Alkaline/Surfactant/Polymer Processes: Wide Range of Conditions for Good Recovery
- Shunhua Liu (Occidental Oil and Gas) | Clarence A. Miller (Rice University) | Robert Feng Li (Rice University) | George Hirasaki (Rice University)
- Document ID
- Society of Petroleum Engineers
- SPE Journal
- Publication Date
- June 2010
- Document Type
- Journal Paper
- 282 - 293
- 2010. Society of Petroleum Engineers
- 4.3.1 Hydrates, 5.3.2 Multiphase Flow, 2.5.2 Fracturing Materials (Fluids, Proppant), 5.5 Reservoir Simulation, 4.1.5 Processing Equipment, 4.3.3 Aspaltenes, 5.2 Reservoir Fluid Dynamics, 4.1.2 Separation and Treating, 5.4.7 Chemical Flooding Methods (e.g., Polymer, Solvent, Nitrogen, Immiscible CO2, Surfactant, Vapex), 1.8 Formation Damage, 4.3.4 Scale, 5.4.1 Waterflooding, 5.7.2 Recovery Factors, 5.2.1 Phase Behavior and PVT Measurements
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Design of an alkaline/surfactant/polymer (ASP) process requires knowledge of the amount of soap formed under alkaline conditions from naphthenic acids in the crude oil. We show here for several crude oils that, when substantial acid is present, the acid number determined by nonaqueous-phase titration is approximately twice that found by hyamine titration of a highly alkaline aqueous phase used to extract soaps from the crude oil. This acid number by soap extraction should provide a better estimate than nonaqueous-phase titration because the extracted soap interacts with the injected surfactant to form surfactant films and microemulsion droplets during an ASP process.
In a previous paper (Liu et al. 2008), an unusually wide range of salinities of ultralow oil/water interfacial tensions (IFTs) was found for one alcohol-free crude-oil/anionic-surfactant system under alkaline conditions where naphthenic soaps were present. Solubilization results indicate that this favorable behavior exists with the same surfactant blend and another crude oil.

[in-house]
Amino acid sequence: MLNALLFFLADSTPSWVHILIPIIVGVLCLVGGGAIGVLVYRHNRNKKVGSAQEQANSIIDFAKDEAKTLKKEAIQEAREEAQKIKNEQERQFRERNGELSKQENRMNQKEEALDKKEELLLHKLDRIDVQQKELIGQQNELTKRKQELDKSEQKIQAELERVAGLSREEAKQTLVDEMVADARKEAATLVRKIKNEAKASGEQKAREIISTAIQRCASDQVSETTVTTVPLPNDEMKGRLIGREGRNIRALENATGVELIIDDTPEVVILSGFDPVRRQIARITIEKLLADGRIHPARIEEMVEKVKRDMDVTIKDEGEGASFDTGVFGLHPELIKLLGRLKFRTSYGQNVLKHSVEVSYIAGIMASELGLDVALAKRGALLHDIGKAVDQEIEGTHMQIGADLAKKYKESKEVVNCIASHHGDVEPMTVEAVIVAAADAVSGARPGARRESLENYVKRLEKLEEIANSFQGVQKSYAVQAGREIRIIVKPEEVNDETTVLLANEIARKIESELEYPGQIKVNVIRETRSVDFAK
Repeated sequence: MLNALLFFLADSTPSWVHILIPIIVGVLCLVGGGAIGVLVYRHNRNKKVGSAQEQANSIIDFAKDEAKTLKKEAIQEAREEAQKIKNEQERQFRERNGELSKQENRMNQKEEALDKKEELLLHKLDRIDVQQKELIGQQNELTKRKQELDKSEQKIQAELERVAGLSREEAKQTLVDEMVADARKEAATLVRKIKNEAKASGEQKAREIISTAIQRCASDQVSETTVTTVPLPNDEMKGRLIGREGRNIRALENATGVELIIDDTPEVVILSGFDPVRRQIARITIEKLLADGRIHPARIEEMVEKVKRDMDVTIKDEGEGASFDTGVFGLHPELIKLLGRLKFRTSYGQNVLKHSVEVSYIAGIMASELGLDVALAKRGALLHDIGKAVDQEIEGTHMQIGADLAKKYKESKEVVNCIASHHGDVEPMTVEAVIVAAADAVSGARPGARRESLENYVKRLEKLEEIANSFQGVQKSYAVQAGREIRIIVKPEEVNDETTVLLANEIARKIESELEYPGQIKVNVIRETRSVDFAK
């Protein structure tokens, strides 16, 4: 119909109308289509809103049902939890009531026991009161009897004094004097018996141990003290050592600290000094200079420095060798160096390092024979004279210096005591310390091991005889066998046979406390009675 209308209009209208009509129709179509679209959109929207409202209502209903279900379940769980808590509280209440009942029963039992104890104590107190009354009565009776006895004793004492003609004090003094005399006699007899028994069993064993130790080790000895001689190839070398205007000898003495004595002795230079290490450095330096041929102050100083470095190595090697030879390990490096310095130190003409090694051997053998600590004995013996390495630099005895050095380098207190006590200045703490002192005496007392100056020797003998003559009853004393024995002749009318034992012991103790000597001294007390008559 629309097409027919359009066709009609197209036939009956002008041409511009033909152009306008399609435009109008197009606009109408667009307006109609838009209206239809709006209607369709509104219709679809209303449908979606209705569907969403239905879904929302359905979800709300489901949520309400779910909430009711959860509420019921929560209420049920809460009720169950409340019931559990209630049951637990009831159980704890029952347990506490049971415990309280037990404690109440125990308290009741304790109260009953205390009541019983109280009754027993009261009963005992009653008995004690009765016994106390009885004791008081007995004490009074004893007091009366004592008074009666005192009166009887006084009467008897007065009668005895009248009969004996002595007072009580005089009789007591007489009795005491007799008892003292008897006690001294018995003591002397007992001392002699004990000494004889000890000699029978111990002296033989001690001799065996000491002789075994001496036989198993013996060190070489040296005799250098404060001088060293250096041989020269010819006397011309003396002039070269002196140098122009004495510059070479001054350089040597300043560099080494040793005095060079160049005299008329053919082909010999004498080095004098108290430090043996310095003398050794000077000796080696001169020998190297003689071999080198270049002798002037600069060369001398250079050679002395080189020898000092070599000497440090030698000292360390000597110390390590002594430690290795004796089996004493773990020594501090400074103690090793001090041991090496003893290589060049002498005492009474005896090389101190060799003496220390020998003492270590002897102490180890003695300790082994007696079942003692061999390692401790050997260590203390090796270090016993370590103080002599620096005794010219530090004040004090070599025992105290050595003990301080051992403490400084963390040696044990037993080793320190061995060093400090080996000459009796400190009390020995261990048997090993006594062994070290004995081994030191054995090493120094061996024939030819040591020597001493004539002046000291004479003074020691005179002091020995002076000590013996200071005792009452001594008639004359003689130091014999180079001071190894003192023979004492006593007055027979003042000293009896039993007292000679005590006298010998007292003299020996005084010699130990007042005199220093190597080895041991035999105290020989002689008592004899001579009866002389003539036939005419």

In the same paper, a 1D simulator for the ASP process was presented. Here, this ASP simulator has been used for various acid contents, injected-surfactant concentrations, slug sizes, and salinities to show that high recoveries of waterflood residual oil (> 90%) can be expected for a wide range of near-optimal (Winsor III) and underoptimum (Winsor I) conditions for a constant-salinity process, even with relatively small slug sizes. A key factor leading to this good performance is development of a gradient in soap/surfactant ratio, which ensures that a displacement front with ultralow IFT forms and propagates through the formation. Similar high recoveries can be attained for certain Winsor II conditions but only for much larger slug sizes, owing to the tendency for surfactant to partition into the oil phase and become retarded. Large dispersion, such as might be expected for field conditions, can reduce recovery significantly for small surfactant slugs even for near-optimal and underoptimum conditions. However, this problem can be overcome by injecting the slug or drive at salinities below reservoir salinity, thereby creating a salinity gradient.
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